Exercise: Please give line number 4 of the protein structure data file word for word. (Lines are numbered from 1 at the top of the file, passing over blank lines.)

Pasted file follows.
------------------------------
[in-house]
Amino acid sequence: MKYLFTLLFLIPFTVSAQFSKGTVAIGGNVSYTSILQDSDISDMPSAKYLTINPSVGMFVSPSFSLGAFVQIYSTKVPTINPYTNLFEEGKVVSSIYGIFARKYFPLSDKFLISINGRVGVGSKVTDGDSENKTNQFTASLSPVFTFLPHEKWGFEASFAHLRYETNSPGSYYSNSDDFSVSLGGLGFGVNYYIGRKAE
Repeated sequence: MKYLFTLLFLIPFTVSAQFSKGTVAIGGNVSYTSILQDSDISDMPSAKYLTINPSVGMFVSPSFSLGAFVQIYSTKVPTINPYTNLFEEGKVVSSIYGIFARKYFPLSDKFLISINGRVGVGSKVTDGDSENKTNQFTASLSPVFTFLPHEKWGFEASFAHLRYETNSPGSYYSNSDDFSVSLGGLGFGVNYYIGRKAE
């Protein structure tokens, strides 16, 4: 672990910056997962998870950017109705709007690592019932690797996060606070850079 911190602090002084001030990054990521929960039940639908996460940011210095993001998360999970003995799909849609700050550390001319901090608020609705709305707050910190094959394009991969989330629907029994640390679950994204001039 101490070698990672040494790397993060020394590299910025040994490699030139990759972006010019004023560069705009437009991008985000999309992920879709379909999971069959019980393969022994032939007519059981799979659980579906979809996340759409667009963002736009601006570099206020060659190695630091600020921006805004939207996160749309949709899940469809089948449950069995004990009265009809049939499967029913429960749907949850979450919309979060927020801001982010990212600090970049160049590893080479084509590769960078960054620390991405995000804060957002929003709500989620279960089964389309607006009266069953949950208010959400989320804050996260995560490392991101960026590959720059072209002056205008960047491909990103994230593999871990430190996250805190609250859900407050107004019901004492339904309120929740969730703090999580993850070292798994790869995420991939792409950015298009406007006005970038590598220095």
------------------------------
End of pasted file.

């Protein structure tokens, strides 16, 4: 672990910056997962998870950017109705709007690592019932690797996060606070850079 911190602090002084001030990054990521929960039940639908996460940011210095993001998360999970003995799909849609700050550390001319901090608020609705709305707050910190094959394009991969989330629907029994640390679950994204001039 101490070698990672040494790397993060020394590299910025040994490699030139990759972006010019004023560069705009437009991008985000999309992920879709379909999971069959019980393969022994032939007519059981799979659980579906979809996340759409667009963002736009601006570099206020060659190695630091600020921006805004939207996160749309949709899940469809089948449950069995004990009265009809049939499967029913429960749907949850979450919309979060927020801001982010990212600090970049160049590893080479084509590769960078960054620390991405995000804060957002929003709500989620279960089964389309607006009266069953949950208010959400989320804050996260995560490392991101960026590959720059072209002056205008960047491909990103994230593999871990430190996250805190609250859900407050107004019901004492339904309120929740969730703090999580993850070292798994790869995420991939792409950015298009406007006005970038590598220095």